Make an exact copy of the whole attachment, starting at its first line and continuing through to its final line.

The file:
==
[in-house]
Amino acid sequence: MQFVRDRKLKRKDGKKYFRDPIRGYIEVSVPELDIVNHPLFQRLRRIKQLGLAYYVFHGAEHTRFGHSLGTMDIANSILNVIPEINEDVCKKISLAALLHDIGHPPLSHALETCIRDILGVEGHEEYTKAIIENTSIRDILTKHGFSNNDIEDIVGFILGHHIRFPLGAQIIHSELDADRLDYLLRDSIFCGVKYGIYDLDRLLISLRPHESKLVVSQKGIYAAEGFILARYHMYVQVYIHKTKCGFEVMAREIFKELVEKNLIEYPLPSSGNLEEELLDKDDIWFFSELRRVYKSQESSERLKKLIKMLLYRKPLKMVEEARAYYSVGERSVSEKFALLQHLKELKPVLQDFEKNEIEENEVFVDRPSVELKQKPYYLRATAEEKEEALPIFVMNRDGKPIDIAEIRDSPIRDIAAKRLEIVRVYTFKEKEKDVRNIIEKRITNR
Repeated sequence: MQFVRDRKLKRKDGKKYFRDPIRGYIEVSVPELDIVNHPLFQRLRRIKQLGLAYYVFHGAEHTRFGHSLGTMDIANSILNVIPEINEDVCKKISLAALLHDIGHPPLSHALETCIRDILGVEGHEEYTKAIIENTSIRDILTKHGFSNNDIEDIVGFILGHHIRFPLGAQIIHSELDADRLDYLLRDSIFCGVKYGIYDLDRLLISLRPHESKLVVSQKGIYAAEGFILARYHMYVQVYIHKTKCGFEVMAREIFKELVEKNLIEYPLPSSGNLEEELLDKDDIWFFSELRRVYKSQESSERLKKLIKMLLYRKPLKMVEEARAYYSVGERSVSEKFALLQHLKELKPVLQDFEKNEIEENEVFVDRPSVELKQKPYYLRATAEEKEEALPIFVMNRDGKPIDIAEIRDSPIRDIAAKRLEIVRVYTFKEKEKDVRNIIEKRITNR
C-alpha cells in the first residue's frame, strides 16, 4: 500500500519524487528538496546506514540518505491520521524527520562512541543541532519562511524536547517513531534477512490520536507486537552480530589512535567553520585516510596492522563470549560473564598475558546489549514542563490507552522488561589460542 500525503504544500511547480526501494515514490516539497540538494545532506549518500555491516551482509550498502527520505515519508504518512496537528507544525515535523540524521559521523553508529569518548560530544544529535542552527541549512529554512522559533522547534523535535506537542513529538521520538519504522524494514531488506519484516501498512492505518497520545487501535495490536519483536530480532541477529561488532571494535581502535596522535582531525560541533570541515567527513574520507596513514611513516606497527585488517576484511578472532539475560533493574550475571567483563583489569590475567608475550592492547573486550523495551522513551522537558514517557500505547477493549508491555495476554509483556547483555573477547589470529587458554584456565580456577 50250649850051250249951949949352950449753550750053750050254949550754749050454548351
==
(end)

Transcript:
[in-house]
Amino acid sequence: MQFVRDRKLKRKDGKKYFRDPIRGYIEVSVPELDIVNHPLFQRLRRIKQLGLAYYVFHGAEHTRFGHSLGTMDIANSILNVIPEINEDVCKKISLAALLHDIGHPPLSHALETCIRDILGVEGHEEYTKAIIENTSIRDILTKHGFSNNDIEDIVGFILGHHIRFPLGAQIIHSELDADRLDYLLRDSIFCGVKYGIYDLDRLLISLRPHESKLVVSQKGIYAAEGFILARYHMYVQVYIHKTKCGFEVMAREIFKELVEKNLIEYPLPSSGNLEEELLDKDDIWFFSELRRVYKSQESSERLKKLIKMLLYRKPLKMVEEARAYYSVGERSVSEKFALLQHLKELKPVLQDFEKNEIEENEVFVDRPSVELKQKPYYLRATAEEKEEALPIFVMNRDGKPIDIAEIRDSPIRDIAAKRLEIVRVYTFKEKEKDVRNIIEKRITNR
Repeated sequence: MQFVRDRKLKRKDGKKYFRDPIRGYIEVSVPELDIVNHPLFQRLRRIKQLGLAYYVFHGAEHTRFGHSLGTMDIANSILNVIPEINEDVCKKISLAALLHDIGHPPLSHALETCIRDILGVEGHEEYTKAIIENTSIRDILTKHGFSNNDIEDIVGFILGHHIRFPLGAQIIHSELDADRLDYLLRDSIFCGVKYGIYDLDRLLISLRPHESKLVVSQKGIYAAEGFILARYHMYVQVYIHKTKCGFEVMAREIFKELVEKNLIEYPLPSSGNLEEELLDKDDIWFFSELRRVYKSQESSERLKKLIKMLLYRKPLKMVEEARAYYSVGERSVSEKFALLQHLKELKPVLQDFEKNEIEENEVFVDRPSVELKQKPYYLRATAEEKEEALPIFVMNRDGKPIDIAEIRDSPIRDIAAKRLEIVRVYTFKEKEKDVRNIIEKRITNR
C-alpha cells in the first residue's frame, strides 16, 4: 500500500519524487528538496546506514540518505491520521524527520562512541543541532519562511524536547517513531534477512490520536507486537552480530589512535567553520585516510596492522563470549560473564598475558546489549514542563490507552522488561589460542 500525503504544500511547480526501494515514490516539497540538494545532506549518500555491516551482509550498502527520505515519508504518512496537528507544525515535523540524521559521523553508529569518548560530544544529535542552527541549512529554512522559533522547534523535535506537542513529538521520538519504522524494514531488506519484516501498512492505518497520545487501535495490536519483536530480532541477529561488532571494535581502535596522535582531525560541533570541515567527513574520507596513514611513516606497527585488517576484511578472532539475560533493574550475571567483563583489569590475567608475550592492547573486550523495551522513551522537558514517557500505547477493549508491555495476554509483556547483555573477547589470529587458554584456565580456577 50250649850051250249951949949352950449753550750053750050254949550754749050454548351